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Who do we tip and why? An empirical investigation

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  • Ofer Azar

Abstract

An important question about social norms is whether they are created to increase welfare. This is addressed by examining the characteristics of tipped and non-tipped occupations. Tipping prevalence is negatively correlated with worker's income and consumer's monitoring ability and positively with consumer's income and closeness between the worker and the consumer. The results refute a common belief that tipping exists to improve economic efficiency by lowering monitoring costs. Tipping, however, is more prevalent when consumers feel empathy and compassion for workers and want to show gratitude for good service, suggesting that tipping might increase welfare if welfare includes psychological utility.

Suggested Citation

  • Ofer Azar, 2005. "Who do we tip and why? An empirical investigation," Applied Economics, Taylor & Francis Journals, vol. 37(16), pages 1871-1879.
  • Handle: RePEc:taf:applec:v:37:y:2005:i:16:p:1871-1879 DOI: 10.1080/00036840500119018
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    References listed on IDEAS

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    1. Ofer H. Azar, 2004. "Optimal Monitoring with External Incentives: The Case of Tipping," Southern Economic Journal, Southern Economic Association, vol. 71(1), pages 170-181, July.
    2. George A. Akerlof & Rachel E. Kranton, 2000. "Economics and Identity," The Quarterly Journal of Economics, Oxford University Press, vol. 115(3), pages 715-753.
    3. Wessels, Walter John, 1997. "Minimum Wages and Tipped Servers," Economic Inquiry, Western Economic Association International, vol. 35(2), pages 334-349, April.
    4. Loewenstein, George, 1999. "Because It Is There: The Challenge of Mountaineering . . . for Utility Theory," Kyklos, Wiley Blackwell, vol. 52(3), pages 315-343.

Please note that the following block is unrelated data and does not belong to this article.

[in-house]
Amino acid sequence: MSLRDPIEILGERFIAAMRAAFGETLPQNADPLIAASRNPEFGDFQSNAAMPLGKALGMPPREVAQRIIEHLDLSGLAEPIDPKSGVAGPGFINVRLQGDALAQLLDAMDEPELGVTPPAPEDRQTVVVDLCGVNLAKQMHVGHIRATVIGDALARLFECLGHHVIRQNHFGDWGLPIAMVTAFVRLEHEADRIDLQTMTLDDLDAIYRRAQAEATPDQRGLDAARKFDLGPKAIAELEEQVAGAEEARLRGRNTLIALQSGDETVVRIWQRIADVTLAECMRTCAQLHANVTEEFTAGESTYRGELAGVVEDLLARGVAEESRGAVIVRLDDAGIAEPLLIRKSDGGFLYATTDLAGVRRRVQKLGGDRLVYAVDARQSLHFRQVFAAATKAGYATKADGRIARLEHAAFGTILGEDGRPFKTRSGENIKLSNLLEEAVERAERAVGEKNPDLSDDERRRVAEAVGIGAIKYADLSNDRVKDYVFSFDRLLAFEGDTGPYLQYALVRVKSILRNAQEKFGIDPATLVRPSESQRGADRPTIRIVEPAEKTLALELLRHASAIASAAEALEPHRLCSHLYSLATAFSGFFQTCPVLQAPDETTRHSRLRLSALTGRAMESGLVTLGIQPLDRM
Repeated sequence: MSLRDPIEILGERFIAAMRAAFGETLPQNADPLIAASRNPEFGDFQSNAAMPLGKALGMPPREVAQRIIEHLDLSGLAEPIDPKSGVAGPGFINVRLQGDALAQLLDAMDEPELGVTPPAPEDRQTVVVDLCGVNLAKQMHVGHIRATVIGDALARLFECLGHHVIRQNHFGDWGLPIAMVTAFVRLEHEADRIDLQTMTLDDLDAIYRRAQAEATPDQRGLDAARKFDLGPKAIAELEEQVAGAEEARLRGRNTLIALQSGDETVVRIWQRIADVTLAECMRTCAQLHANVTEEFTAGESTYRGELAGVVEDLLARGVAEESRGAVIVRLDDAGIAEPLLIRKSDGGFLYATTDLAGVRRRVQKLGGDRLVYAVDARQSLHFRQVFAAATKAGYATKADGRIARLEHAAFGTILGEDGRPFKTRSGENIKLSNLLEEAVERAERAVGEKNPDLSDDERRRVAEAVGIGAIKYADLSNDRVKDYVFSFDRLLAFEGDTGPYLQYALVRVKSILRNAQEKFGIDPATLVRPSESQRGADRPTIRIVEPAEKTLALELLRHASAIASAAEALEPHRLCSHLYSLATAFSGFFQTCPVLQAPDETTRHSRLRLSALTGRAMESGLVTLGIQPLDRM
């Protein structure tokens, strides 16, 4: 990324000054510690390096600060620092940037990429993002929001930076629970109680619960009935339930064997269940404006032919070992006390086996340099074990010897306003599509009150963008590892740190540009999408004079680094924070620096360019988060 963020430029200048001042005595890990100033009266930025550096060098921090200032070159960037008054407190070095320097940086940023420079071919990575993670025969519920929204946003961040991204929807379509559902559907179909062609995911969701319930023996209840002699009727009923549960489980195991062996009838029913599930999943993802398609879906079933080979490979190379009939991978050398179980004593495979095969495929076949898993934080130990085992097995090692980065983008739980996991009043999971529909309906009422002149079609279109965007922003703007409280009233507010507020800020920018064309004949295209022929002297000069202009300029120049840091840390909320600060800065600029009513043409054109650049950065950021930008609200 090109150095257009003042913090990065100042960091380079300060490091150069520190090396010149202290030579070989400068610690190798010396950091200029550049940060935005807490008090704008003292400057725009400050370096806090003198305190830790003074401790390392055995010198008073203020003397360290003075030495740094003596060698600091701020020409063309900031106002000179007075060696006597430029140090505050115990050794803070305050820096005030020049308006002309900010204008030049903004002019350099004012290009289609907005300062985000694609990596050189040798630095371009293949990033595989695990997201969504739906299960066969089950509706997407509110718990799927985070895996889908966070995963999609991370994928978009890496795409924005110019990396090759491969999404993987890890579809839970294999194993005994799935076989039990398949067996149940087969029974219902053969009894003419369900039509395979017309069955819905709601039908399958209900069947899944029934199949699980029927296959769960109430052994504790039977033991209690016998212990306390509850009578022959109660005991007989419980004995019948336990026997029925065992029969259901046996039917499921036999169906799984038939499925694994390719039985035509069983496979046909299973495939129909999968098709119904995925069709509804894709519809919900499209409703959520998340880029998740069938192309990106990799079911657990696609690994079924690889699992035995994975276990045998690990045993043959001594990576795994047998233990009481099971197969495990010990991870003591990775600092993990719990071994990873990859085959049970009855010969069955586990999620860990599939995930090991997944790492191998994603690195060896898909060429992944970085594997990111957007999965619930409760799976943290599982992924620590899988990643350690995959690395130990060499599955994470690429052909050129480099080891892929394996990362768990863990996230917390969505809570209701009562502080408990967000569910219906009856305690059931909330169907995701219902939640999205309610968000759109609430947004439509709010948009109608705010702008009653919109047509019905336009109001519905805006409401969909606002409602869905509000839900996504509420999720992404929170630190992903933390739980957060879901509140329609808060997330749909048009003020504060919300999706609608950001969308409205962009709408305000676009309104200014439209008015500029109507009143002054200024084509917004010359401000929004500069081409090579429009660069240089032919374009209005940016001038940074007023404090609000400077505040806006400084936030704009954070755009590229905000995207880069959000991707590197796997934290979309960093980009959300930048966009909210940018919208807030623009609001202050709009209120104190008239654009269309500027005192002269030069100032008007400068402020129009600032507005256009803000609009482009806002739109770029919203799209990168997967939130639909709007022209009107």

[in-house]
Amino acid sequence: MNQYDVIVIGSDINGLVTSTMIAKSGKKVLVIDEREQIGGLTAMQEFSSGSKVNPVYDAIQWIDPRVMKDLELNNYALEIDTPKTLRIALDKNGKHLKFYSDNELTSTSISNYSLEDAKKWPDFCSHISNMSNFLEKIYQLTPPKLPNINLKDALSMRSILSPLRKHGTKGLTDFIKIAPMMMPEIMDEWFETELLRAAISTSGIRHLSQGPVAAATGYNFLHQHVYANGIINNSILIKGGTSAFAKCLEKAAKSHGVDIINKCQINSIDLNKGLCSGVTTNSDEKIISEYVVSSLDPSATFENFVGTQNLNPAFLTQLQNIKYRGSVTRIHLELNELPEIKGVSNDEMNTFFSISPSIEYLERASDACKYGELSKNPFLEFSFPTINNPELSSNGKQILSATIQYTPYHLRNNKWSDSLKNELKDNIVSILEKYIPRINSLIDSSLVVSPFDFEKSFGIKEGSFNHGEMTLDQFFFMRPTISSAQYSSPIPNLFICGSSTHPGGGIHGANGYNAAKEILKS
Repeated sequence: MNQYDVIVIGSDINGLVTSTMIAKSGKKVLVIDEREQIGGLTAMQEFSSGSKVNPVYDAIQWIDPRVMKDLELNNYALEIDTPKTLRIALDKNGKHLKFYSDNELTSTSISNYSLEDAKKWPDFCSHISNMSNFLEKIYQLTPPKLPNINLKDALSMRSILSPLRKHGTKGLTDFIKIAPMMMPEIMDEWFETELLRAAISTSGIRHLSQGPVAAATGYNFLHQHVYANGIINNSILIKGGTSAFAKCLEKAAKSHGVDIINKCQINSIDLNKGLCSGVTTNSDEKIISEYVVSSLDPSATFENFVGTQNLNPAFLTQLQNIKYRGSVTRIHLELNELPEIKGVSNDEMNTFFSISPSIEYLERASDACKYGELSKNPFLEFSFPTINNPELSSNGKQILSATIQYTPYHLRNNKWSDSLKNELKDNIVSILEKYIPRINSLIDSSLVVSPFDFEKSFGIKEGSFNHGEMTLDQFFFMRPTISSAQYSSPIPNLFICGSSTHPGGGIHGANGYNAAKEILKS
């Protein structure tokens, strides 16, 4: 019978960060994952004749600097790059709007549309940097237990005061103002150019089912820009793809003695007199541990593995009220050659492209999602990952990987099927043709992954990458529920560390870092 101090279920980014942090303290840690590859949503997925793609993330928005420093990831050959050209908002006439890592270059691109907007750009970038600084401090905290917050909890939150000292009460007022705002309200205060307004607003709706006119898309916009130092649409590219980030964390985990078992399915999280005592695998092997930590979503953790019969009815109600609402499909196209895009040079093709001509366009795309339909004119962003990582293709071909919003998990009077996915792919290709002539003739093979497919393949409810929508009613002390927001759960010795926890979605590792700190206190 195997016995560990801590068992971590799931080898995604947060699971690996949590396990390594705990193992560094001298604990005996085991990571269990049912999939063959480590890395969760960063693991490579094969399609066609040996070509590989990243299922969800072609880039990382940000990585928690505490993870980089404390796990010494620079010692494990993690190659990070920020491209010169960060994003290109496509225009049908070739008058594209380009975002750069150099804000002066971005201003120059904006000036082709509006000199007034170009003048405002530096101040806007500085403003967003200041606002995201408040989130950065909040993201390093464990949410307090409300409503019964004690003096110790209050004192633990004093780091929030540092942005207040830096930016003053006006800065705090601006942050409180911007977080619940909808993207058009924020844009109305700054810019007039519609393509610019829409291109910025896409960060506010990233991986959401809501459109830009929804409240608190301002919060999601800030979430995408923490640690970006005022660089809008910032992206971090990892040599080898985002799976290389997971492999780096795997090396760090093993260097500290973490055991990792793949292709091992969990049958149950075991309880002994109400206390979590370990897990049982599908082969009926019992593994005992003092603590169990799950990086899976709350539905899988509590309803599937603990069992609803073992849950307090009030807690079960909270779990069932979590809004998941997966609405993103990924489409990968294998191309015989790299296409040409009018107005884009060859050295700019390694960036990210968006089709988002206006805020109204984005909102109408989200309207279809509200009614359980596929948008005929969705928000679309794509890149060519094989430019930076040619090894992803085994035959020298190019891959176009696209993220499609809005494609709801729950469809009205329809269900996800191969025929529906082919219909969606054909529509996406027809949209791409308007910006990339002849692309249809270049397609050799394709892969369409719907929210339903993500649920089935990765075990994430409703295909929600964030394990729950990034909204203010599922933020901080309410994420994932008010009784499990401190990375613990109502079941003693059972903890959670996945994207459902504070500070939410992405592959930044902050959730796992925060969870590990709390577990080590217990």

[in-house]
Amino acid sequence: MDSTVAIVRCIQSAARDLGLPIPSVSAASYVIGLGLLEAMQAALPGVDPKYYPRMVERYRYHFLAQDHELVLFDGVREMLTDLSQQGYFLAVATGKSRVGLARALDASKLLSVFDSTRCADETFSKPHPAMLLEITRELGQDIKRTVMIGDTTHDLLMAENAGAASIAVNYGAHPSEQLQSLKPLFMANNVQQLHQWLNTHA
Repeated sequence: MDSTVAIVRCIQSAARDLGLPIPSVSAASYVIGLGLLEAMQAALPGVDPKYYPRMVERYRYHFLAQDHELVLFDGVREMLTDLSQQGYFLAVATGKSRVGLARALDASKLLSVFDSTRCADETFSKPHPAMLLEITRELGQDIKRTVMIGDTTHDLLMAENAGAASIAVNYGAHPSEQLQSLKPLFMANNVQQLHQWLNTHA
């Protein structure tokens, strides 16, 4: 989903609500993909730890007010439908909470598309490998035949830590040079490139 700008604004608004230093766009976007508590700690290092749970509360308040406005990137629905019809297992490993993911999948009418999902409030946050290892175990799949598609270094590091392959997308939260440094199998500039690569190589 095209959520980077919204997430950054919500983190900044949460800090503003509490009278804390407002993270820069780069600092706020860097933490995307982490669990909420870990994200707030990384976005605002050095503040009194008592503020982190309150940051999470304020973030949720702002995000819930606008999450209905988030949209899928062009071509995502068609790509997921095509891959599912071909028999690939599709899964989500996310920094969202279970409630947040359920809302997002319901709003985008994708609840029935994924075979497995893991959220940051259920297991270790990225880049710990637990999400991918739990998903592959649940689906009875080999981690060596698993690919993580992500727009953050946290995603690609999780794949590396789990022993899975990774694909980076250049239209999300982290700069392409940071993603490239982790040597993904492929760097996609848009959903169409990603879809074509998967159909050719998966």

5. Azar, Ofer H., 2004. "What sustains social norms and how they evolve?: The case of tipping," Journal of Economic Behavior & Organization, Elsevier, vol. 54(1), pages 49-64, May.
    6. Elster, Jon, 1989. "Social Norms and Economic Theory," Journal of Economic Perspectives, American Economic Association, vol. 3(4), pages 99-117, Fall.
    7. Jacob, Nancy L & Page, Alfred N, 1980. "Production, Information Costs, and Economic Organization: The Buyer Monitoring Case," American Economic Review, American Economic Association, vol. 70(3), pages 476-478, June.
    8. Bodvarsson, Orn B. & Gibson, William A., 1994. "Gratuities and customer appraisal of service: Evidence from Minesota restaurants," Journal of Behavioral and Experimental Economics (formerly The Journal of Socio-Economics), Elsevier, vol. 23(3), pages 287-302.
    9. Kahneman, Daniel & Knetsch, Jack L & Thaler, Richard, 1986. "Fairness as a Constraint on Profit Seeking: Entitlements in the Market," American Economic Review, American Economic Association, vol. 76(4), pages 728-741, September.
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    Cited by:

    1. Azar, Ofer H., 2011. "Business strategy and the social norm of tipping," Journal of Economic Psychology, Elsevier, vol. 32(3), pages 515-525, June.